Sunday morning I woke up and walked down the stairs of my girlfriend's house, burnt and exhausted from Indy Pride. I sat in the living room with her and two of my best friends. All four of us are gay; and I consider them to be family. With them it’s a vacuum of protection, an ease and sense of home, where who we are and who we love is not taboo.
We, of course, spoke about the attacks at Pulse in Orlando — a violent violation of another safe space.
Late Saturday night, a man named Omar Mateen walked into a club with a pistol and an assault riffle, opening up fire on the 300-plus people inside, killing 50 and injuring dozens more. These people were there to celebrate, to have a brief moment in their week where how you dress and how you identify isn't seen as “other.” They were there to find a place where there was no world outside, where if only for a night they weren't seen as different, just as a person.
That is the value of a safe space.
The concept is hard to explain to someone who doesn't need one. If you have never been harassed for looking too masculine or too feminine, if you have never bitten your tongue in public because who knows what unfriendly ears are nearby, if you have never gotten a call from a friend after they were beaten or raped because of their sexuality, you cannot grasp how much these places mean to us. Places like Pulse are points of rejuvenation and solidarity.
Protection is needed and a safe space provides that — until they are breached.
They’re invaded every time someone hateful walks in, every time a member of our community is killed somewhere in the world for who they are and every time one of the 40 pieces of anti-trans legislation in this country are heard in a committee hearing.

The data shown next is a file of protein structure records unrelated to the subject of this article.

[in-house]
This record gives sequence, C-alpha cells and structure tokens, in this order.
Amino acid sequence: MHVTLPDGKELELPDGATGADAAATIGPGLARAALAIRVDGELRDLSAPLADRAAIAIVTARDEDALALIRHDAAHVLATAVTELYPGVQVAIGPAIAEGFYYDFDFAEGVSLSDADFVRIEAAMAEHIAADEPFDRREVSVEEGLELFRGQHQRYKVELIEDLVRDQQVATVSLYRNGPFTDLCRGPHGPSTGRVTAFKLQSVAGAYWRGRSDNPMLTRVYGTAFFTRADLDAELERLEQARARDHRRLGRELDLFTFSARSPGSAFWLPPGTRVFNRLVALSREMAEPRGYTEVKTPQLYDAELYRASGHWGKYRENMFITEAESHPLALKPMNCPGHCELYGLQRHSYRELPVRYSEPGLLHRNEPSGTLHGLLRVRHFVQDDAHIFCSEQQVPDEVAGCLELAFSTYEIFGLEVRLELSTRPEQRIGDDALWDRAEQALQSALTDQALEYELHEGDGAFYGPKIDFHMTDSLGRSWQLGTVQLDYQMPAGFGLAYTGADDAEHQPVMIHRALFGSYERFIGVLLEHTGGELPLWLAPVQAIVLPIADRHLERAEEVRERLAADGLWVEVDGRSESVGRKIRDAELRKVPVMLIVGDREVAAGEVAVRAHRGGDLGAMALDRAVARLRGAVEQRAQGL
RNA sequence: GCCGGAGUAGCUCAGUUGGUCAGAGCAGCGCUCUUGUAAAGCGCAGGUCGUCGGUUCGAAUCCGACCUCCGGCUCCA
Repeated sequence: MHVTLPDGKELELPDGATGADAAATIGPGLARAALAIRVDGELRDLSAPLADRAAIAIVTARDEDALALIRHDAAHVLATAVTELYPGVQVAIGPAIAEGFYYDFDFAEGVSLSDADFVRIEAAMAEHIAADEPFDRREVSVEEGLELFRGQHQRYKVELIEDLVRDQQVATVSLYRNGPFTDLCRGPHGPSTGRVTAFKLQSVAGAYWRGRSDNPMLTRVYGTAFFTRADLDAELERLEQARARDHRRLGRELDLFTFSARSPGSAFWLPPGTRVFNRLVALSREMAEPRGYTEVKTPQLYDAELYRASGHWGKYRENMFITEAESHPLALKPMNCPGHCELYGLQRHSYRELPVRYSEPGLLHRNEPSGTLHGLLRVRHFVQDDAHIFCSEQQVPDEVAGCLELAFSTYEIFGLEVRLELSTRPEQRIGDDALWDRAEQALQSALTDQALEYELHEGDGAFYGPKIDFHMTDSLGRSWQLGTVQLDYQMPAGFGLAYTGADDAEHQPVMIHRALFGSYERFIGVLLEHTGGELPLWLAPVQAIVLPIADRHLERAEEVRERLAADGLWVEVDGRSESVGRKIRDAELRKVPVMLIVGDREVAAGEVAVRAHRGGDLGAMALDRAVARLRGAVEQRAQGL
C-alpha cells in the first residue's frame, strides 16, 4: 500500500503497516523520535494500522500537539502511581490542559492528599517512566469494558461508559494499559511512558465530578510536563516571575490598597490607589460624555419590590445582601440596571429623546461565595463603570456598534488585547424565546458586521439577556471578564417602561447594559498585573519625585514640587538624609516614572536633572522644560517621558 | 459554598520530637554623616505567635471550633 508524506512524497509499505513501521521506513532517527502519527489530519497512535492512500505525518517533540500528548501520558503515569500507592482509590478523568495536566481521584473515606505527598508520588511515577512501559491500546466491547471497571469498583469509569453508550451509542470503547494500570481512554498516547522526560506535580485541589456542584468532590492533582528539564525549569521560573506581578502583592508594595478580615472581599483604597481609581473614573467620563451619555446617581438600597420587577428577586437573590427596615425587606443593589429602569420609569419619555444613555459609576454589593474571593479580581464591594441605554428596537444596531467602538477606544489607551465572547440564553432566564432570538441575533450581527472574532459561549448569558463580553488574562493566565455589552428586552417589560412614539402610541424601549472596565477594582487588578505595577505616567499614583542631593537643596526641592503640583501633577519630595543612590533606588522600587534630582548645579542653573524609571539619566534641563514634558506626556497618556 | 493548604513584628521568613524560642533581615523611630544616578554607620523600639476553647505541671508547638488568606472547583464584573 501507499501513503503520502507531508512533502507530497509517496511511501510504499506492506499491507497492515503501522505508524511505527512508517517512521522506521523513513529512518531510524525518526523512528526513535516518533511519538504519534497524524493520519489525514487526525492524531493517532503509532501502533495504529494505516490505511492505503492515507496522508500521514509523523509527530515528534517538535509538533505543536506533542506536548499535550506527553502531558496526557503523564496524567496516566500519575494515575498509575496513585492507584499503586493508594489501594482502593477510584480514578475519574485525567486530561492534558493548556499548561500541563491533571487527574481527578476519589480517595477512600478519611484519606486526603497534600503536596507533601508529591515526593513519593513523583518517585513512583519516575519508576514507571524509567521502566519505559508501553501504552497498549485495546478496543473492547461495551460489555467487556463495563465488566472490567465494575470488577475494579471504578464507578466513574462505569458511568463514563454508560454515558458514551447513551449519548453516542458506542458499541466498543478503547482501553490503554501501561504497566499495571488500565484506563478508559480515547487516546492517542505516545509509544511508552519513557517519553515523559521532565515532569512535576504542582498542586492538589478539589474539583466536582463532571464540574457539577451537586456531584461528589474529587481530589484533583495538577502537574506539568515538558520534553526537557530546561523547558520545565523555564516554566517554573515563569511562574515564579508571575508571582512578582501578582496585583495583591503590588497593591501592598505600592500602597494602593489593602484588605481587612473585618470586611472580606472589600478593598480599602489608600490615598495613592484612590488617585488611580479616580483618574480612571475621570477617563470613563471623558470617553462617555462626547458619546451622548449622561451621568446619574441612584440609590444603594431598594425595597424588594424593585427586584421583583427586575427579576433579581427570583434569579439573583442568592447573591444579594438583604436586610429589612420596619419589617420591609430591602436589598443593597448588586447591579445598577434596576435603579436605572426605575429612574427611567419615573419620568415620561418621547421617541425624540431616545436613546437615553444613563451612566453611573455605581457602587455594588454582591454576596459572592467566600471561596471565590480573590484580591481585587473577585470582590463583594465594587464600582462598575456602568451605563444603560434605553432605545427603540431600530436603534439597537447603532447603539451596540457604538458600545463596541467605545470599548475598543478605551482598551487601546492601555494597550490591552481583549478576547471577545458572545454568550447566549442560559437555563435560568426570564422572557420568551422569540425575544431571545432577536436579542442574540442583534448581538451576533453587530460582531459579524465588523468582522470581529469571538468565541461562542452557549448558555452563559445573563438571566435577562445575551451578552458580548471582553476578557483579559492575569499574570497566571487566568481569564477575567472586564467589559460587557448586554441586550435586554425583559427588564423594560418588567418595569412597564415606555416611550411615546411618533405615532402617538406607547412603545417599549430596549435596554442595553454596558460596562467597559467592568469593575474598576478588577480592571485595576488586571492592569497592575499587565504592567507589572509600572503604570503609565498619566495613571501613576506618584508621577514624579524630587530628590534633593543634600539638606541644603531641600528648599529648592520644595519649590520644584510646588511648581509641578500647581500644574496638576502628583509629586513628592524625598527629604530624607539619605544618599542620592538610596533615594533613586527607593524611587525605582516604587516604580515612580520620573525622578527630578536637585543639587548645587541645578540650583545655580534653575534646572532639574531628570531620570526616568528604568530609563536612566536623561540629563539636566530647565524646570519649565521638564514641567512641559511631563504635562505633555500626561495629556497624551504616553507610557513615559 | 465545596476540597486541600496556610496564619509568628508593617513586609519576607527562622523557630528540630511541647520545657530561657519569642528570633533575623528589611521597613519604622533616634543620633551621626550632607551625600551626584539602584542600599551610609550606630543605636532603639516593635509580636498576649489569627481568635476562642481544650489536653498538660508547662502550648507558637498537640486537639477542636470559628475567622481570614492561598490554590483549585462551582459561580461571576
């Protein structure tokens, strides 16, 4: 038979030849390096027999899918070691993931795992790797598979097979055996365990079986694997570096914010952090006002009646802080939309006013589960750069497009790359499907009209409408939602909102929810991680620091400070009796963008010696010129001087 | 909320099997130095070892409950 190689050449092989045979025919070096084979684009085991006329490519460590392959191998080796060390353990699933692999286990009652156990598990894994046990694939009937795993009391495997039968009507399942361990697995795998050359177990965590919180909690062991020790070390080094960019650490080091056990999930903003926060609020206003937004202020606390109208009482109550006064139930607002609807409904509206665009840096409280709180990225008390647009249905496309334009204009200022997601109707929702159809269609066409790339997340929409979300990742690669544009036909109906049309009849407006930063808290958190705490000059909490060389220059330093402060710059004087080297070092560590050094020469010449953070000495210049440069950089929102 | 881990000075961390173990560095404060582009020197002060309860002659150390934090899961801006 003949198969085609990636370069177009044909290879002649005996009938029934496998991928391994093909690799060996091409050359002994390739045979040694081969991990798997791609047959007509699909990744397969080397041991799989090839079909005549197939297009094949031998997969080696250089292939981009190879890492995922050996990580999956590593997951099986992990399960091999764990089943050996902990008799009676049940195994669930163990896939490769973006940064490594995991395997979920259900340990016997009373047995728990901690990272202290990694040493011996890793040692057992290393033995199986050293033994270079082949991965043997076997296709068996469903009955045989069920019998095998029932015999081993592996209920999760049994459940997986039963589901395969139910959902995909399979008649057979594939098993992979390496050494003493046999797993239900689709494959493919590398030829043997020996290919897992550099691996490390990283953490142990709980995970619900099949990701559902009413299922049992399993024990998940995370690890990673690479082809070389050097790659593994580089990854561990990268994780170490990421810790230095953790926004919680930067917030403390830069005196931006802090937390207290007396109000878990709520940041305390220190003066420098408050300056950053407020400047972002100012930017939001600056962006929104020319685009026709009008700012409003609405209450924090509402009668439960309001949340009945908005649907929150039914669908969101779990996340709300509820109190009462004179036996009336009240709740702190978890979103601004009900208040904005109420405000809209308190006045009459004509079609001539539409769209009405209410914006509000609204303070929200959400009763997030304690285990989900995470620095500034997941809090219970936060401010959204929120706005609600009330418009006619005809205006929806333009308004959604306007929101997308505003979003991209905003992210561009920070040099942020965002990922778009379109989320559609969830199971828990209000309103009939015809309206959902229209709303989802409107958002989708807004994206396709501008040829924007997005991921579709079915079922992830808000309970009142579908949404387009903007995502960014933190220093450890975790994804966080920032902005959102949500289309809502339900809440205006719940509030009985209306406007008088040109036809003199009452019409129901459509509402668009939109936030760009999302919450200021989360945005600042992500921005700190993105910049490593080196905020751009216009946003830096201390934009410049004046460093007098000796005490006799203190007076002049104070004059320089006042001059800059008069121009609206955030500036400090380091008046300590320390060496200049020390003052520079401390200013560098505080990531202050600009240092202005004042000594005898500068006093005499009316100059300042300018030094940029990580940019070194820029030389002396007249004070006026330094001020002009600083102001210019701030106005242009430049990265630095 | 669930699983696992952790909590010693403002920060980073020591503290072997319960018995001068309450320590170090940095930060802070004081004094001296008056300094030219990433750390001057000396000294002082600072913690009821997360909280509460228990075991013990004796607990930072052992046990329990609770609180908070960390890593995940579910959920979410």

But those spaces are made a little stronger with each blow. We are reminded that there are miles to go before safe spaces are no longer needed — when anywhere you go can be a place of protection because your family is right around you.
It’s so easy to walk around gathering up pieces of hate after an attack like this, to try and light a fire against an entire group or mindset. But that is not the answer.
This was not a random act of terrorism. It was precise and calculated, and is a reflection of the way that queer and trans people of color are put at risk every day. Saturday night was direct violence targeting a Latin night at the club. It was a massacre based on race, gender, sexuality and nationality, aimed at the most vulnerable around us.
This was an attack on America, but mostly it was an attack that was derived from a systematic oppression that must be addressed. It was driven by a misguided man who did not hear the parts of his faith that call for love and charity. His own father was heartbroken to hear what had happened.
Extremists exist in every religion, but they are and always will be a minority. There is a disposition amongst the dominant discourse for equality, and the sanctity of safe spaces is where that conversation can flourish.
I beg my colleagues in media to not diminish stories about hate crimes, and I beg everyone reading this to be aware of those around you and how you can protect them in small ways.
And to the beautiful souls who were taken that night:
I don't know you, but every ounce of my being wants to fight for you, to protect you. I will never share a drink with you, but know that I love you, truly, deeply, love you. And you will not be forgotten.